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The MIT Biology Department core courses, 7.012, 7.013, and 7.014, all cover the same core material, which includes the fundamental principles of biochemistry, genetics, molecular biology, and cell biology. 7.013 focuses on the application of the fundamental principles toward an understanding of human biology. Topics include genetics, cell biology, molecular biology, disease (infectious agents, inherited diseases and cancer), developmental biology, neurobiology and evolution.

Biological function at the molecular level is particularly emphasized in all courses and covers the structure and regulation of genes, as well as, the structure and synthesis of proteins, how these molecules are integrated into cells, and how these cells are integrated into multicellular systems and organisms. In addition, each version of the subject has its own distinctive material.

Course Goals for Students

  • To be curious about biology and understand that biology is fascinating
  • To understand that the life sciences are huge and interface with almost every other discipline
  • To understand that life sciences and biology are studied in a rigorous way
  • To understand that biology is all about problem solving and applying information, not just learning information
  • To be able to make hypotheses and solve problems in biology

Possibilities for Further Study and Future Careers

Students from this course go into many different majors, but it is estimated that at least half of them end up majoring in an area with a life sciences focus and/or conducting undergraduate research in a life sciences based lab. There are 13 majors based in the life sciences at MIT, and almost half of on-campus research is life sciences based.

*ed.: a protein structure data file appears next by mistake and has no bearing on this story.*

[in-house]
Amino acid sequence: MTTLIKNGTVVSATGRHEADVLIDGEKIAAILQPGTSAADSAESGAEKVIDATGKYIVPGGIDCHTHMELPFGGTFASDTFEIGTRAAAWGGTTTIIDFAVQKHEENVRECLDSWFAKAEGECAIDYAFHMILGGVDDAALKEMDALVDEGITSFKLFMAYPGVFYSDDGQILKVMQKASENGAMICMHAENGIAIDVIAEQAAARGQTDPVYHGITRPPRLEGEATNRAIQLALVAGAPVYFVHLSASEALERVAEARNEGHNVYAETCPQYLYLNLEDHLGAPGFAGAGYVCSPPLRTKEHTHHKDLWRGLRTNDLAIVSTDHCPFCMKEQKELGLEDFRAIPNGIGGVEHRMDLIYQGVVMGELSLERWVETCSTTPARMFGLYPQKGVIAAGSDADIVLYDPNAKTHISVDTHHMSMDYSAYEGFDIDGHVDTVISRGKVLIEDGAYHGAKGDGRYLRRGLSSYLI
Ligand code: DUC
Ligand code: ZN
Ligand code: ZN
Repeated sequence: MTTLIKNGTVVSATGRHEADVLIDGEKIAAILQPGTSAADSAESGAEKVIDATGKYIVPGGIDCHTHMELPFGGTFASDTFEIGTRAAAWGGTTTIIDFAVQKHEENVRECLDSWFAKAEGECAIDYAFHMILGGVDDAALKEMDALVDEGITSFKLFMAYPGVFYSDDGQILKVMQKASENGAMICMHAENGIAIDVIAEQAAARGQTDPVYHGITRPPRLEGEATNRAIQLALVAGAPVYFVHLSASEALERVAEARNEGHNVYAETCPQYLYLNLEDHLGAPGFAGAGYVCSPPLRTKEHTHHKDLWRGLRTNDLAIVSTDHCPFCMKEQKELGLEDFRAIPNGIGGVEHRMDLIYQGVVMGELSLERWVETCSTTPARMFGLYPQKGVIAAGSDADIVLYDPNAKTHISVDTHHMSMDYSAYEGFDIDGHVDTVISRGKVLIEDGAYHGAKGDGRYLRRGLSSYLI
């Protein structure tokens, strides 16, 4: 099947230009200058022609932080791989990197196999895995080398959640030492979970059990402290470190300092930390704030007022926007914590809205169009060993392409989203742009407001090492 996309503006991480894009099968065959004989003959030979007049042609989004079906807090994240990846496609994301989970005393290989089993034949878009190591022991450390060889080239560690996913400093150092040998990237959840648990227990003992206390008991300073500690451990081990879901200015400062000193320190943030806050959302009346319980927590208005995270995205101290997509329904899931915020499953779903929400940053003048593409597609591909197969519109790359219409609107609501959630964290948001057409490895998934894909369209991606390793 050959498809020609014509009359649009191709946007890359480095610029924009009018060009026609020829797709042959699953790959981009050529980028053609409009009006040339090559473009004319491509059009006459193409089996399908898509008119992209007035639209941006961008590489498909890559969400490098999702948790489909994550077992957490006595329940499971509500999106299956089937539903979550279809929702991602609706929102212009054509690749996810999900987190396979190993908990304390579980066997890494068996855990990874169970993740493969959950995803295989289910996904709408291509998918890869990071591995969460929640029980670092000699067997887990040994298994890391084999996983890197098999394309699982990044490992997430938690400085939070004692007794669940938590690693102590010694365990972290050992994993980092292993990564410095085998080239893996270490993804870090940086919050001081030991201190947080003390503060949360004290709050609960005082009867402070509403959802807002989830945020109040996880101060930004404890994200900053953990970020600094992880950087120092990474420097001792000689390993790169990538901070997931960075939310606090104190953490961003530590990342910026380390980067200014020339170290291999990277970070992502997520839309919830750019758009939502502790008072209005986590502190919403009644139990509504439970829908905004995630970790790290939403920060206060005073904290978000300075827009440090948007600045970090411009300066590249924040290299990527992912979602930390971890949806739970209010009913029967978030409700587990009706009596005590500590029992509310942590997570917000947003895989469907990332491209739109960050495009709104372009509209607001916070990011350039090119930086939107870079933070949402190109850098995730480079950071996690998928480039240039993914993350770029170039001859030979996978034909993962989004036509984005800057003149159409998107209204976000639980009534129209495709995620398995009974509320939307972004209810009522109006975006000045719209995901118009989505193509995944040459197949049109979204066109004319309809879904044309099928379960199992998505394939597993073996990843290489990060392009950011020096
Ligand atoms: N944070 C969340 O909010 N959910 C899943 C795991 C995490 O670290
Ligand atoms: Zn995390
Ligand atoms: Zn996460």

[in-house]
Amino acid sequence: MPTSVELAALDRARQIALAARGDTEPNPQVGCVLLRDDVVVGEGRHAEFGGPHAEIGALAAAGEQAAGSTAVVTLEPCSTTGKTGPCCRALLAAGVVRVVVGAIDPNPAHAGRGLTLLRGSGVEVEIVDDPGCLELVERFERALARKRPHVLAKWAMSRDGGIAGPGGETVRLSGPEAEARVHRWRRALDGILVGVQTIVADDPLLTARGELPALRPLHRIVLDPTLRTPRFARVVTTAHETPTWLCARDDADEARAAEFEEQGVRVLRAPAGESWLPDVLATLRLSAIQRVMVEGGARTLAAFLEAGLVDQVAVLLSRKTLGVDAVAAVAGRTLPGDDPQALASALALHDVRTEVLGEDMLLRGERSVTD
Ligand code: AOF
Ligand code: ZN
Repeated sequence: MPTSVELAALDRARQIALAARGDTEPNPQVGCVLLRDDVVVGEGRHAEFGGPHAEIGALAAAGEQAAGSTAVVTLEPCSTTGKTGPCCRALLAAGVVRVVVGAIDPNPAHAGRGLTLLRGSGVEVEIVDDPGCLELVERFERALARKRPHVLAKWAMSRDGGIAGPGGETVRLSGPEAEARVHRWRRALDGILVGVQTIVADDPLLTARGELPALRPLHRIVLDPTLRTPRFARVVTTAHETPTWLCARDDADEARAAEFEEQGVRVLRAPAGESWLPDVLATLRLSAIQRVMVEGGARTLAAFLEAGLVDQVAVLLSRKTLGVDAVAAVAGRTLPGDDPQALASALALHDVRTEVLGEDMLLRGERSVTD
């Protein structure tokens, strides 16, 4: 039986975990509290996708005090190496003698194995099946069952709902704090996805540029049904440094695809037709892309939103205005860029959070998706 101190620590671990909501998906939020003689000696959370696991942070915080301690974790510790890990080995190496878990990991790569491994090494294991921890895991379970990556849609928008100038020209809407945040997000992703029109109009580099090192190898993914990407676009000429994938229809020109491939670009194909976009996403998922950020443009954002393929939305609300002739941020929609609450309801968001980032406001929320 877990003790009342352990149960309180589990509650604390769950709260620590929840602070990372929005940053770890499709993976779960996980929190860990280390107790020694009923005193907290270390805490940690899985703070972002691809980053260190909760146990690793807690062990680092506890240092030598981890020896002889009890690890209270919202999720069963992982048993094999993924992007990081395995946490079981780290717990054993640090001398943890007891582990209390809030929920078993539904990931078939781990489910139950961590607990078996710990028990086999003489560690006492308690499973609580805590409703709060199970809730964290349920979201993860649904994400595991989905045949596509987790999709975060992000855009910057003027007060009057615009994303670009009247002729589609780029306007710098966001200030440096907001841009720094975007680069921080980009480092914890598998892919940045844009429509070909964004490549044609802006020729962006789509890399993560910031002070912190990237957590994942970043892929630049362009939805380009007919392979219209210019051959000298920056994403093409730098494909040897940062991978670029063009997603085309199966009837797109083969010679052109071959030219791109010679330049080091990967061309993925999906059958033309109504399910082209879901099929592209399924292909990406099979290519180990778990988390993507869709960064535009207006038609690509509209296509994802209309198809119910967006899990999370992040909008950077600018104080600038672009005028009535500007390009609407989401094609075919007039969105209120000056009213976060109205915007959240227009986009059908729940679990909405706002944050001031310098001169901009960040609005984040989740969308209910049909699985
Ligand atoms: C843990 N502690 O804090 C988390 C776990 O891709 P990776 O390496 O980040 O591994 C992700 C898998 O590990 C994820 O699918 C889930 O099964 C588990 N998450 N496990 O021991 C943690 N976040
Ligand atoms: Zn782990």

Course books


Sive is a Member of the Whitehead Institute, Professor of Biology at MIT and Associate Dean for the School of Science at MIT. Prof. Sive received her B.Sc. Hons. in 1979 from the University of Witwatersrand in Johannesburg, South Africa and her Ph.D. in 1986 from Rockefeller University, New York; she carried out postdoctoral research at the Fred Hutchinson Cancer Center, Seattle, WA, before joining the MIT faculty in 1991. She was named a Searle Scholar and received a National Science Foundation Young Investigator Award.

Tyler Jacks is a Professor of Biology at the Massachusetts Institute of Technology (MIT), an HHMI investigator, and director of the David H. Koch Institute for Integrative Cancer Research, which brings together biologists and engineers to improve detection, diagnosis, and treatment of cancer.


Diviya is a technical Instructor in the Biology Department at MIT for introductory Biology Courses (7.01x) and works closely with Professors Hazel Sive and Tyler Jacks for 7.013 during Spring term and with Professors Robert Weinberg and Eric Lander for 7.012 during the Fall term. Diviya’s educational interests focus on generating current, lucid, and easy-to-implement materials for the Biological Sciences that can be of interest to a diverse student population, including Biology majors and non-majors.


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